Bundlewrap also allows for generating new metadata from existing metadata, using a concept called metadata reactors. These are defined at the bundle level and are extremely powerful. You can, for example, ensure that every virtual host automatically also gets issued a letsencrypt certificate, while still separating the webhost and letsencrypt bundles.

Secret derivation

Ansible has secrets, which allow you to store encrypted data and decrypt it with a static key. Bundlewrap can also do this, but additionally it allows you to generate secrets dynamically, which you can extract on demand. This is especially useful for automatic password generation for user accounts or when connecting a service to a DB user account: In both cases I don’t really care what the secret is, only that 1. it is a secret known only to the correct parties and 2. I can recover it if needed. Additionally, the secrets can easily be rotated by replacing the key used for secret derivation! Of course, now anyone in possession of the Bundlewrap master secret can derive all your passwords, so be sure to secure it well.

Offline testing

This one’s huge: Bundlewrap supports sensible offline testing. Bundlewrap tests involve assembling all metadata for all nodes, checking that all items are well-formed, all templates instantiate without errors, and so on. This is a feature I sorely miss from Ansible. While Ansible has the --check parameter, it still simulates each step by connecting to the target node, which is really slow compared to local execution. Plus, you can run Bundlewrap tests as part of your CI pipeline (even works for secrets without the decryption/generation keys!).

% bw test
✓ No reactors violated their declared keys
✓ group  has no subgroup loops
✓ test  has no metadata conflicts
✓ test  ssh-server  file:/etc/ssh/sshd_config
✓ test  ssh-server  pkg_apt:openssh-server
✓ test  ssh-server  svc_systemd:sshd
✓ test  ssh-server  svc_systemd:sshd:restart
✓ test  ssh-server  svc_systemd:sshd:reload

Small core

Bundlewrap has an extremely small “standard library” of items, and prides itself on staying that way. Personally, I value scope-restriction a lot in projects, so this is a good thing. On the other hand it means that, more often than not, you have to write the code for new items yourself, e.g. support for a new package manager. Fortunately, the code is quite accessible, and the methods you need to implement are well-documented.

The Neutral

Python dicts

Python dictionaries look much more like JSON than YAML, however in my opinion this does not impact readability. Writing Python dicts is slightly more pleasant than raw JSON, since it allows the use of single quotes for string identifiers4. Formatting is taken care of by any linter, which is nicer than YAML, where indentation cannot be automatically inferred. Of course, this is true for raw Python code as well.

Statistics and dependency graphs

This is undoubtedly a cool feature: Bundlewrap can output graphs (in graphviz format) visualizing the item/bundle dependencies on a node, or your repositories’ group relationships. And it also keeps track of statistics such as the number of items, nodes, groups, bundles and so on. These features don’t have a downside, however I also haven’t (yet) discovered clear upsides other than “ooh, shiny”.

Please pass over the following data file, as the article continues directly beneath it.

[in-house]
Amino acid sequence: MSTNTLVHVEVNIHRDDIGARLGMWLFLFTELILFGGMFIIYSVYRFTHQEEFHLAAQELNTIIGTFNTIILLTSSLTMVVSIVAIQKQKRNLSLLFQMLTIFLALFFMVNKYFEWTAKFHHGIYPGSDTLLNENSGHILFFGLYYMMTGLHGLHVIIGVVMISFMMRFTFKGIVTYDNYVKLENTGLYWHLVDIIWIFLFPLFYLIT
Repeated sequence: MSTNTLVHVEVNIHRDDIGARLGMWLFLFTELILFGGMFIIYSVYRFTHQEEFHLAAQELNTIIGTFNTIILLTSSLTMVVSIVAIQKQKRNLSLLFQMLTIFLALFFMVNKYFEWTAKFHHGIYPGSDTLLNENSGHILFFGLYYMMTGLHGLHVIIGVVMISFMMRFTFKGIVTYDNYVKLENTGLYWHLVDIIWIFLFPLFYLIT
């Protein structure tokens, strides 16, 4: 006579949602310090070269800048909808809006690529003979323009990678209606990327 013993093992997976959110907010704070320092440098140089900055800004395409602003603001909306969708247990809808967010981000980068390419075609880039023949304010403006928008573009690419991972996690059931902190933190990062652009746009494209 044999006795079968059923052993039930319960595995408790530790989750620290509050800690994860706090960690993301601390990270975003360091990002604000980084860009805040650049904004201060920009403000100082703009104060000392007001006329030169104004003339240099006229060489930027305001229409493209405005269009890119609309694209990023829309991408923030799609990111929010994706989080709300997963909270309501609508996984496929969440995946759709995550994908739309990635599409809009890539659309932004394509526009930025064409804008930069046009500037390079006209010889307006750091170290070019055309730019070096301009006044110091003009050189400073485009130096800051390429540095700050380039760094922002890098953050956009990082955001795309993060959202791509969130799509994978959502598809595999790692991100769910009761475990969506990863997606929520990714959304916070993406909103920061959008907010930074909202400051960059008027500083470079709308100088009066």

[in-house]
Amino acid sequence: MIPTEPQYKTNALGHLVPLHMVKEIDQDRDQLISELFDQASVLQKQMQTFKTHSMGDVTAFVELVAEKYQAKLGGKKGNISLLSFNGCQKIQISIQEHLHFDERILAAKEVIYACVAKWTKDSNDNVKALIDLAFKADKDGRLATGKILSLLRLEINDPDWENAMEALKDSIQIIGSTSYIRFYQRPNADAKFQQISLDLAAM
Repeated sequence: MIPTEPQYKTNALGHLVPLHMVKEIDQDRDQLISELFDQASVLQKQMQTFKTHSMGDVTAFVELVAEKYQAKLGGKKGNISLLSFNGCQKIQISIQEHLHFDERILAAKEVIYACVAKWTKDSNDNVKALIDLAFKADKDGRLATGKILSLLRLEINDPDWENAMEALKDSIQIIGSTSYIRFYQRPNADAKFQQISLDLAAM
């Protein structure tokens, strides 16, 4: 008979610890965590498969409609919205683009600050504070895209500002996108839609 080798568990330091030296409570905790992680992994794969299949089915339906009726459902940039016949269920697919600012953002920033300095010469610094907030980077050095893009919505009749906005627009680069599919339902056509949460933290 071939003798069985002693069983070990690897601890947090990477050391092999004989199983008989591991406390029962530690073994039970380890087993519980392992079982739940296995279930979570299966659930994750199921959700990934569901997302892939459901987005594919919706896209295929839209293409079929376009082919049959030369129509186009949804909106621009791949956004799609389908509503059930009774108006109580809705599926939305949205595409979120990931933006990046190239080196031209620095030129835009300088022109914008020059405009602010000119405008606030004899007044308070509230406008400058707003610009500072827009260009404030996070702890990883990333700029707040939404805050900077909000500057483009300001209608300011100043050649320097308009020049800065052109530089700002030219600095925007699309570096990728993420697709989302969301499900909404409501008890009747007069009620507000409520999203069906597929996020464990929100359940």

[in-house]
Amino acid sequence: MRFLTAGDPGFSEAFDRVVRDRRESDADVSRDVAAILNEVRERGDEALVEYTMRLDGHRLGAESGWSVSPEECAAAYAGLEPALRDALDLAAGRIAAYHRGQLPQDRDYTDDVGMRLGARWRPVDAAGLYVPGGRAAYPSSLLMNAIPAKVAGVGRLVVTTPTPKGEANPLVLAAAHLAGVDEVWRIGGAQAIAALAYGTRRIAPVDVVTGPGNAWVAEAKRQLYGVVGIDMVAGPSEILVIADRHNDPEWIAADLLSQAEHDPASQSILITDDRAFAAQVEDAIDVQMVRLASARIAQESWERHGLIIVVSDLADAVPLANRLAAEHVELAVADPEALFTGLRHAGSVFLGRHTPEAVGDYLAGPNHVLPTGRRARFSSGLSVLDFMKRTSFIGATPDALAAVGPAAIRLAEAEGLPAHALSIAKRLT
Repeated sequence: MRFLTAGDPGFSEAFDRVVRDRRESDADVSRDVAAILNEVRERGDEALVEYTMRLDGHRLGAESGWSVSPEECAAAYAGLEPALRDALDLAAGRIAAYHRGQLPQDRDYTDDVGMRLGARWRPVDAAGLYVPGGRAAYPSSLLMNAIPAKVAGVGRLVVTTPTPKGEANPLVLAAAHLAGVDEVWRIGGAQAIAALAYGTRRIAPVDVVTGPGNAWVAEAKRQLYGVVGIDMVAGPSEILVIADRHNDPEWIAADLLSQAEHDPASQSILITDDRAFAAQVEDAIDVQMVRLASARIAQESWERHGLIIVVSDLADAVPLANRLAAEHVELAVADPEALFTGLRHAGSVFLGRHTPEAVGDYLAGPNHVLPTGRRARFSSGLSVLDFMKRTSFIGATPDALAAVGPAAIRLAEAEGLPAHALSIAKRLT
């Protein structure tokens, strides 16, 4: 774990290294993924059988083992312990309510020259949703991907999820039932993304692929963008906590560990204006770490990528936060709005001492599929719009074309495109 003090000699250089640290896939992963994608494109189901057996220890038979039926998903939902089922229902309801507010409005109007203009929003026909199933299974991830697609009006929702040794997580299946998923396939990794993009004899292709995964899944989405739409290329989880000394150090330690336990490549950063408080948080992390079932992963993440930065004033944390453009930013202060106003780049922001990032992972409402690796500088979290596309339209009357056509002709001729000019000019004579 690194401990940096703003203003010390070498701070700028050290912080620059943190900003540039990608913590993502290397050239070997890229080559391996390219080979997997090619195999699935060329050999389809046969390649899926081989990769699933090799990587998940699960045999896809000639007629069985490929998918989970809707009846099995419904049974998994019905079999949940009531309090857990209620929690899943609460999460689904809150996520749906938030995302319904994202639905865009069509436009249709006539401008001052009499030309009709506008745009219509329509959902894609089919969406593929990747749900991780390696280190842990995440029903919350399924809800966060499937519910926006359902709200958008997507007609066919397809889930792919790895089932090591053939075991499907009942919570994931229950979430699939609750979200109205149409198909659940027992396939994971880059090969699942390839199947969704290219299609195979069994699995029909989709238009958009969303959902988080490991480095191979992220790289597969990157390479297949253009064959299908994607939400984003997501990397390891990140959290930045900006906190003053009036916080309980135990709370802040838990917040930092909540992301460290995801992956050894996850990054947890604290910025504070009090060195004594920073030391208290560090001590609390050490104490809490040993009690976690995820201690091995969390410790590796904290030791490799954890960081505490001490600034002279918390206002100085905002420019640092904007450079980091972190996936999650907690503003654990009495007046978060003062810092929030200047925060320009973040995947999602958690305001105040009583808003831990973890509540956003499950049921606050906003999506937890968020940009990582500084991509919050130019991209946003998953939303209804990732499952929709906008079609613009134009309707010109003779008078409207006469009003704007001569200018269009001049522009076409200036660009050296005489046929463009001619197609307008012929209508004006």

Output of bw plot test

Output of bw plot test

The Bad


I really, really, really dislike Python. Mainly because it is interpreted and dynamically typed, which means that most errors will occur at runtime when it is too late to fix stuff. Working with Bundlewrap snippets is even worse, since some variables are passed automagically, which confuses my poor language server (and mypy as well), so any possibility of static type checking is chucked right out of the window.

Bundlewraps excellent local testing feature alleviates this issue somewhat.

Turing-complete config language

Having all the flexibility and power of Python also means having more footguns available to shoot yourself with. Bundlewrap relies much more on the user for constraining the bundle complexity. Personally, I think that for small infrastructures (such as what I run at home) this is fine, however I would be wary of this power for bigger deployments.


I’ve spent the last month thinking about and testing configuration management systems, and believe I have found a hidden gem in Bundlewrap. The only other notable mention I tried was cdist, however it has its fair share of oddities, most notably being a 100% sh-based solution. Of course, this doesn’t mean that it’s not good for you! Go check it out if that premise excites you.

I hope you got a brief overview of Bundlewrap and it’s features. Personally, I think it’s a better solution for my usecase than Ansible, and I’m going to slowly port my Ansible roles to Bundlewrap this year. If you’re interested and want to see more configurations/examples check out my and (especially) Franziska’s repositories.

If you have any questions or comments feel free to reach out to me via my public inbox or toot @bfiedler on Mastodon.

  1. think <=1000 nodes/machines ↩︎

  2. Quick reminder that Python 2 went EOL in January 2020. ↩︎

  3. on your terminal, at least ↩︎

  4. Laugh at me all you want, that is my biggest gripe when writing JSON by hand. ↩︎